As a regular reader of UK and US political blogs, I rather envy the French their tradition of public intellectuals. It might be elitist, backward-looking and occasionally entirely disconnected from reality, but their presence on panel shows and in the pages of Le Monde does encourage a more thoughtful discussion about the theory of politics (alongside the usual knockabout stuff from the partisans themselves).
Take this long article by Marcel Gauchet, in which he considers the role of the book in the crisis of modern media.
I particularly liked his take on pressure groups:
I should say something about the large number of associations, often presented as an alternative or a remedy to the problems with overlarge, overgeneral institutions that are too far removed from their members. This growth of voluntary groups – smaller and supposedly friendlier – is itself a symptom of the current crisis of representation and mediation. Every cause, every problem has its own specific association. So be it. But how can one bring together all these causes? How do you rank the problems? It’s exactly that function, which unions and parties are there to do for better or worse, that is in crisis. The need to bring things together is challenged, and every individual group thinks its position fixed and non-negotiable when it comes to setting collective priorities.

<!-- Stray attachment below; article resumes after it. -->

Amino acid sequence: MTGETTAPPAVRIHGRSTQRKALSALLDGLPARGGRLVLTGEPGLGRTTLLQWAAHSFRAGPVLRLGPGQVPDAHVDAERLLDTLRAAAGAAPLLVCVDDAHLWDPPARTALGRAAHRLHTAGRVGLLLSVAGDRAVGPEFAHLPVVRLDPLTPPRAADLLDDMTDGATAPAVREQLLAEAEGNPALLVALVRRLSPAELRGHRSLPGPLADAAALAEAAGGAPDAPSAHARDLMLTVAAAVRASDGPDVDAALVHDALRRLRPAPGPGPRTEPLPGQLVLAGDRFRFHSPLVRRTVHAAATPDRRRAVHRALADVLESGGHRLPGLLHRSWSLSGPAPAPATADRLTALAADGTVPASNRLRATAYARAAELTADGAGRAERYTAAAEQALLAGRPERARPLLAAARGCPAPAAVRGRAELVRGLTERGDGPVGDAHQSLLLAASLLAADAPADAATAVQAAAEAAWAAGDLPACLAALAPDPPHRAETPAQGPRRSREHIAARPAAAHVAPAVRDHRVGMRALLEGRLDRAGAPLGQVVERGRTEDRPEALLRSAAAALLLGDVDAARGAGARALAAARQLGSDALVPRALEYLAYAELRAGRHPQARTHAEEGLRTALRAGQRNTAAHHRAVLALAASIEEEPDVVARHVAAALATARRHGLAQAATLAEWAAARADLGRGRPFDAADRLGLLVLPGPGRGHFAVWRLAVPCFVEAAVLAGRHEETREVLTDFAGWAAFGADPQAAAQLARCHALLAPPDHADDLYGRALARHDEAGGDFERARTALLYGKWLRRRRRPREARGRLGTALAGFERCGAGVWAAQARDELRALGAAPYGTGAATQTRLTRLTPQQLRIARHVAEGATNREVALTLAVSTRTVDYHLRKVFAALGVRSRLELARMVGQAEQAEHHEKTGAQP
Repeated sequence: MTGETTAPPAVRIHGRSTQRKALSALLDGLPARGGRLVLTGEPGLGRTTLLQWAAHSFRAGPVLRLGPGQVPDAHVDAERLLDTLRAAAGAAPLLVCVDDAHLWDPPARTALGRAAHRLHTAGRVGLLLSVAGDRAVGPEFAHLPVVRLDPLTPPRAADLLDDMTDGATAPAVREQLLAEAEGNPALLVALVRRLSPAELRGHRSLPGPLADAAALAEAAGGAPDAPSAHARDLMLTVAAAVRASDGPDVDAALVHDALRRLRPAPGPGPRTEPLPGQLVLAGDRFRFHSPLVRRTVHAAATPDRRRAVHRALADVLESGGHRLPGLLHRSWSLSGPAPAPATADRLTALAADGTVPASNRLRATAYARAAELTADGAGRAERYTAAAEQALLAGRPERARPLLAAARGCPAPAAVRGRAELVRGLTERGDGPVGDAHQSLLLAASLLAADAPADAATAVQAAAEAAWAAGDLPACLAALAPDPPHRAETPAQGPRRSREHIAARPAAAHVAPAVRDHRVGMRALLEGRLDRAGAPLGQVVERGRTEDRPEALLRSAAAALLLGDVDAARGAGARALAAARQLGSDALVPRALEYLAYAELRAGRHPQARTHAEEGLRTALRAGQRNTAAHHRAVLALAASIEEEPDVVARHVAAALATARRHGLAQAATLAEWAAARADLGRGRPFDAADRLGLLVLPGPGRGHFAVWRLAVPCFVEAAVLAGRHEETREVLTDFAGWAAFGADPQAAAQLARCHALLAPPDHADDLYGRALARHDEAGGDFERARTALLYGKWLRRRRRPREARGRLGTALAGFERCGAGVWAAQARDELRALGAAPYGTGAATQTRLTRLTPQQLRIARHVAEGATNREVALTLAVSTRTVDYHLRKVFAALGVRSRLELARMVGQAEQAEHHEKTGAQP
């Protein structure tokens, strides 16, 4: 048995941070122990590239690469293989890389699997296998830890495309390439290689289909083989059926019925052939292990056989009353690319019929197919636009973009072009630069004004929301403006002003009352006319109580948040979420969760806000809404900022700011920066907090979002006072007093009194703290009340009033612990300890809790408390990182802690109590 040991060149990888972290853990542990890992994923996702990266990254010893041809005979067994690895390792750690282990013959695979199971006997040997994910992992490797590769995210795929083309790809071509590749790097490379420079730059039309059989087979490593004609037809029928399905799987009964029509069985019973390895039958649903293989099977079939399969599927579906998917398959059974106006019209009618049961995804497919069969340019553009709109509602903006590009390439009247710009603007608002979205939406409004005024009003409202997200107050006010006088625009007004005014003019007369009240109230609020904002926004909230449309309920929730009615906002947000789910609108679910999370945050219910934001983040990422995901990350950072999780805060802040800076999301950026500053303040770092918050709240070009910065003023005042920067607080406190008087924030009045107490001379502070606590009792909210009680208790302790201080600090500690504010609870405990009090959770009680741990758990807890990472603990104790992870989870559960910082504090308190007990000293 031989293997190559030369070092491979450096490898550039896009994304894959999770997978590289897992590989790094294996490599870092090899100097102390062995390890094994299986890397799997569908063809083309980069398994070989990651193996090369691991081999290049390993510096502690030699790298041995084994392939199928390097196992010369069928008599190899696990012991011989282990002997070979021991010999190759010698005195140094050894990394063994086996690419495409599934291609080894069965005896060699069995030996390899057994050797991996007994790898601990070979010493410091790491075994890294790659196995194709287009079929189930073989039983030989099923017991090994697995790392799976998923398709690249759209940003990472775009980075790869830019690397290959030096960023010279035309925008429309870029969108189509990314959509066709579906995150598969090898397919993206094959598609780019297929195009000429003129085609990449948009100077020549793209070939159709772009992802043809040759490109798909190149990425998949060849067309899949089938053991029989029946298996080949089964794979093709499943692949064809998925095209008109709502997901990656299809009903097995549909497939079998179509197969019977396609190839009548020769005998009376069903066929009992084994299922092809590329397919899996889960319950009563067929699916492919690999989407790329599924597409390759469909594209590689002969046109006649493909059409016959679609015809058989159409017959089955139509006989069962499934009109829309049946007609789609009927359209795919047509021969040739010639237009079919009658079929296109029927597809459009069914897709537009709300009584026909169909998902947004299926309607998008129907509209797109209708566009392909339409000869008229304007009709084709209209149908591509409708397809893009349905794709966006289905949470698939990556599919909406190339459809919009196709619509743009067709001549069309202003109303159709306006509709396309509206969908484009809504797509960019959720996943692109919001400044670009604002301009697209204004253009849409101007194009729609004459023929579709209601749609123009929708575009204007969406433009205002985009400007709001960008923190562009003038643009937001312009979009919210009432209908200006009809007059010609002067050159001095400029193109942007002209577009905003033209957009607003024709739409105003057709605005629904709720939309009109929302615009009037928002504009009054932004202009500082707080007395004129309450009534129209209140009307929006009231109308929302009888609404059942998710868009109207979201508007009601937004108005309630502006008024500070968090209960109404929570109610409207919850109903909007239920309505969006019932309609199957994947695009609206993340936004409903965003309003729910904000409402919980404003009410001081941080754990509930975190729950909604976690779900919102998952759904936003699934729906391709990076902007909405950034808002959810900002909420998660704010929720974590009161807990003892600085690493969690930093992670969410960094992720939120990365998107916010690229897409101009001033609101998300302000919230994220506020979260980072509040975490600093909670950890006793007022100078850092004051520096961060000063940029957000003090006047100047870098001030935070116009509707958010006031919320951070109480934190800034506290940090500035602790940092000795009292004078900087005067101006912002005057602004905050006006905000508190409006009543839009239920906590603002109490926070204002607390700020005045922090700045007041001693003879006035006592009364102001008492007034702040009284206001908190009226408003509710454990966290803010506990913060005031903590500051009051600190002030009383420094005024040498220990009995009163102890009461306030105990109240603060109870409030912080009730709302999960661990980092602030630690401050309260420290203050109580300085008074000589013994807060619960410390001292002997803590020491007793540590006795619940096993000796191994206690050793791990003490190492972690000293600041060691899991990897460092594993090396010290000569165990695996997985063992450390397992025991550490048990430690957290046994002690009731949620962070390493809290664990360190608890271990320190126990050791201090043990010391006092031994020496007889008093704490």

The flourishing of associations is the denial of mediation. Taken to its logical conclusion, the slogan of the movement is: for each individual their own association, and by that very fact, no association at all.